John Boyd, The Boyd Co., Princeton, New Jersey
John Boyd is principal of The Boyd Co., a site selection consultancy that works with major corporate clients, which Boyd says has been very active in Nashville for five decades.
His take: "This isn't any kind of death knell for Nashville. But it is another arrow in the quiver for the economic development community to point to the unique vulnerabilities of being in big cities."
Also in that quiver are concerns about social unrest, pandemics now and in the future, and the cost of doing business in cities in general. Boyd says a 34% property tax increase just passed this year by Davidson County, which includes Nashville, is a prime example.
Boyd says his company just helped a prominent maker of personal protective equipment (PPE) relocate to Nashville, a move facilitated by relatively low property and labor costs. And it's not just happening in big cities. Boyd adds, "We're seeing clients circle back to us to look at places like Topeka, Kansas, and Columbia, Missouri."
But it's not because of concern about crazed, random bombers. Boyd explains, "The cost of living and doing business in center cities is prompting a massive transfer of wealth and population to the suburbs and well beyond that, especially now that so many people can and do work from home."
Alan Rosca, Goldman Scarlato & Penny, Beachwood, Ohio
Alan Rosca is an attorney in the suburban Cleveland office of Goldman, Scarlato & Penny who works with CRE investors across the country. He says his practice focuses on traded and non-traded real estate investments, primarily real estate investment trusts (REITs).
Rosca says the possibility that the Nashville bomber might have been targeting 5G networks points makes it hard to argue "that this bombing is indicative of increased risks for downtown commercial properties."
He also points to how rare such incidents are and that suburban CRE could be considered at even higher risk because it's more difficult to patrol as frequently as densely packed downtown areas.
But Rosca adds: "There might be an increased risk for downtown properties, compared to suburban ones, in view of certain features accompanying such properties, such as increased foot traffic on sidewalks, higher density of adjacent buildings, retail properties at street level, and typically closer proximity to the street. All these factors could create additional targets for someone intent on inflicting disruption, terror, or worse."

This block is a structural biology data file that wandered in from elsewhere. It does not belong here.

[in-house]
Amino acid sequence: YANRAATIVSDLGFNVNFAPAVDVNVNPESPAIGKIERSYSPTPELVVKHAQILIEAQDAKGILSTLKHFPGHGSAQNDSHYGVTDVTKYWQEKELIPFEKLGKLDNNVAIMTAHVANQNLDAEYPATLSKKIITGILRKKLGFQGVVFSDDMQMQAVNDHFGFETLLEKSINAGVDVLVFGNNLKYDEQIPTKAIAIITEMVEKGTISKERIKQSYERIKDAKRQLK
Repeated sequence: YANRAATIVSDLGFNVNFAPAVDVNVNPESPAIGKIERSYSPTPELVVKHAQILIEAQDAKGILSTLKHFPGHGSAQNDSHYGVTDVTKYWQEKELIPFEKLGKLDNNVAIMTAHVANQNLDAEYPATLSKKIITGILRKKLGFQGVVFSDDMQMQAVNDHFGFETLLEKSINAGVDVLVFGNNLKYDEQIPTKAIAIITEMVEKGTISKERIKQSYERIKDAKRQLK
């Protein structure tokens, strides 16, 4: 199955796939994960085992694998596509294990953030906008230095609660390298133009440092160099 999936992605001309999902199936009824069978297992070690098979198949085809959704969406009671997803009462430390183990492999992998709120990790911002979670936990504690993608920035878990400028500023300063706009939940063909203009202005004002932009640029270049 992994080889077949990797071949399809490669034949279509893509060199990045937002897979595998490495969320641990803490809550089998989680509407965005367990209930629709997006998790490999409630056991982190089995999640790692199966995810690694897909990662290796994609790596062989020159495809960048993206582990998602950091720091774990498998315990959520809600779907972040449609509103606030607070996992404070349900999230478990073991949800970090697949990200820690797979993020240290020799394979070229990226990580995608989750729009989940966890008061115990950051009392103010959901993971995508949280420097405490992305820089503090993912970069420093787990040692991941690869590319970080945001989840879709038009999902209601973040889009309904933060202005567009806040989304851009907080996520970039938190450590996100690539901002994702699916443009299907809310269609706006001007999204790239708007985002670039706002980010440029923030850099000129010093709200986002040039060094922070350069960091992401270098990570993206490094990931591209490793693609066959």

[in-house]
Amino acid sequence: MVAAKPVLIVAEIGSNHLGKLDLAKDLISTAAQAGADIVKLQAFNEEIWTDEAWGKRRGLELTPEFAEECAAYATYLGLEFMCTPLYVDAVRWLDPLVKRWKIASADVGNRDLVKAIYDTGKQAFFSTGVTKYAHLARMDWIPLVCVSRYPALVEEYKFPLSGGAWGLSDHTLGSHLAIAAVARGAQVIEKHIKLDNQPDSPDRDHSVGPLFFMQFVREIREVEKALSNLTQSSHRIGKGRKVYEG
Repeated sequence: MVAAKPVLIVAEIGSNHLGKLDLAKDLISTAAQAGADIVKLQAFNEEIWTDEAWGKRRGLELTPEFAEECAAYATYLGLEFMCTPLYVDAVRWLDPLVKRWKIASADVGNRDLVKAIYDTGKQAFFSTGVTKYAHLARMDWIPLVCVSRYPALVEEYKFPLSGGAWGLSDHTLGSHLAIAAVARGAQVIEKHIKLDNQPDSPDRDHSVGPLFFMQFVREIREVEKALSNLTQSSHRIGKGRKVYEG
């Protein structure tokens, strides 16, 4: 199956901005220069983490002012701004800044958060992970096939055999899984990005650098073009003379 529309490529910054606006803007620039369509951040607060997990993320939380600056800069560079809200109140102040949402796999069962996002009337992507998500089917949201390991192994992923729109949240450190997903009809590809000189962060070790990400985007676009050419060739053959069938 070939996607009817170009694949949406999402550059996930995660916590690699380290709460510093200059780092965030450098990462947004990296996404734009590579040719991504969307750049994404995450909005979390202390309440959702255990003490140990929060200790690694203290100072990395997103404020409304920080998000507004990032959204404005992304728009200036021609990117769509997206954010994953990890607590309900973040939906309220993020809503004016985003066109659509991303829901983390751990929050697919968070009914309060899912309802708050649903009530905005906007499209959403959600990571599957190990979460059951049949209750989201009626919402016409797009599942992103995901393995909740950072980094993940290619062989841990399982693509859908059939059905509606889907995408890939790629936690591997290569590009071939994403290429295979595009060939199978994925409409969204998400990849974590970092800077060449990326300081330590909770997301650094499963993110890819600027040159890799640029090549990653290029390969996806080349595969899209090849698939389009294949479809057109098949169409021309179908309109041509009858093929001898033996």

Meanwhile, the disruption to communications points to another tough nut to crack for property owners and managers, especially since their tenants typically get those services directly from providers, rather than through their landlords.
Rosca says: "For tenants such as office businesses and retailers, a fairly quick and easy fix would be having a backup internet service that could be instantly activated if the main provider goes down. On the other hand, when it comes to power or water outages, these are certainly utilities that are typically the landlord's responsibility, and landlords ought to have backups in place, particularly when it comes to power generators."
The Millionacres bottom line
As Rosca points out, viewed as a test of our communal communications systems: "This was a test that was certainly failed. Hopefully, this will be used as a teaching moment to prepare for more serious events that could cause far more extensive and long-term disruption."
Those events could be anything from terrorist attacks with clearly stated motives to earthquakes and hurricanes. And there will be more. Cost-cutting that leaves us vulnerable to the next "big one" and the "big one" after that is a poor investment in the long run.
"At a broader level, recent events ranging from this bombing to the reported hacking of every other major government and corporate entity demonstrate that our country needs to have a serious -- and not politicized -- discussion about the need to seriously harden our online and offline vital infrastructure," Rosca says.
I agree. After all, it's coming out now that the police were, indeed, informed in 2019 about Warner's bomb-making proclivities. They couldn't do much about it at the time. Investing in preparedness and hardening goes much further.